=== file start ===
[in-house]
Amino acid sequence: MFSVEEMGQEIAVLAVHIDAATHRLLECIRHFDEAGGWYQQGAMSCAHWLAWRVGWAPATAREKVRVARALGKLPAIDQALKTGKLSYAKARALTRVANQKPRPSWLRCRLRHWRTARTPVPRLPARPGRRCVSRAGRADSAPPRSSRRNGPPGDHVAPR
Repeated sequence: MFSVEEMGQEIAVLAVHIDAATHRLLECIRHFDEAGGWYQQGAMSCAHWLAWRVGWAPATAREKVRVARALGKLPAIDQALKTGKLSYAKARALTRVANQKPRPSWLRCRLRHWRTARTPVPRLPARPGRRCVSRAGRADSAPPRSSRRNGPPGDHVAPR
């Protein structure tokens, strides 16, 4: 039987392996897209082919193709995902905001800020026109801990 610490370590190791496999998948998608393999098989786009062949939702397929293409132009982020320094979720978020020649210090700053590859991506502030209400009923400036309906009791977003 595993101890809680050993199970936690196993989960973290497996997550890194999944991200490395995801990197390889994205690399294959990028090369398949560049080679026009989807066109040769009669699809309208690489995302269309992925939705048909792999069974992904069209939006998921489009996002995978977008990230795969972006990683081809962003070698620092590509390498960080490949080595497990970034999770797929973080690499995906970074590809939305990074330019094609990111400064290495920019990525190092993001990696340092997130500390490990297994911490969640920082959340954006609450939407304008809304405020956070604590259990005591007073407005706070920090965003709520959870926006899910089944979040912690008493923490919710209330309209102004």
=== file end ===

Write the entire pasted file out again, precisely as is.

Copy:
[in-house]
Amino acid sequence: MFSVEEMGQEIAVLAVHIDAATHRLLECIRHFDEAGGWYQQGAMSCAHWLAWRVGWAPATAREKVRVARALGKLPAIDQALKTGKLSYAKARALTRVANQKPRPSWLRCRLRHWRTARTPVPRLPARPGRRCVSRAGRADSAPPRSSRRNGPPGDHVAPR
Repeated sequence: MFSVEEMGQEIAVLAVHIDAATHRLLECIRHFDEAGGWYQQGAMSCAHWLAWRVGWAPATAREKVRVARALGKLPAIDQALKTGKLSYAKARALTRVANQKPRPSWLRCRLRHWRTARTPVPRLPARPGRRCVSRAGRADSAPPRSSRRNGPPGDHVAPR
């Protein structure tokens, strides 16, 4: 039987392996897209082919193709995902905001800020026109801990 610490370590190791496999998948998608393999098989786009062949939702397929293409132009982020320094979720978020020649210090700053590859991506502030209400009923400036309906009791977003 595993101890809680050993199970936690196993989960973290497996997550890194999944991200490395995801990197390889994205690399294959990028090369398949560049080679026009989807066109040769009669699809309208690489995302269309992925939705048909792999069974992904069209939006998921489009996002995978977008990230795969972006990683081809962003070698620092590509390498960080490949080595497990970034999770797929973080690499995906970074590809939305990074330019094609990111400064290495920019990525190092993001990696340092997130500390490990297994911490969640920082959340954006609450939407304008809304405020956070604590259990005591007073407005706070920090965003709520959870926006899910089944979040912690008493923490919710209330309209102004």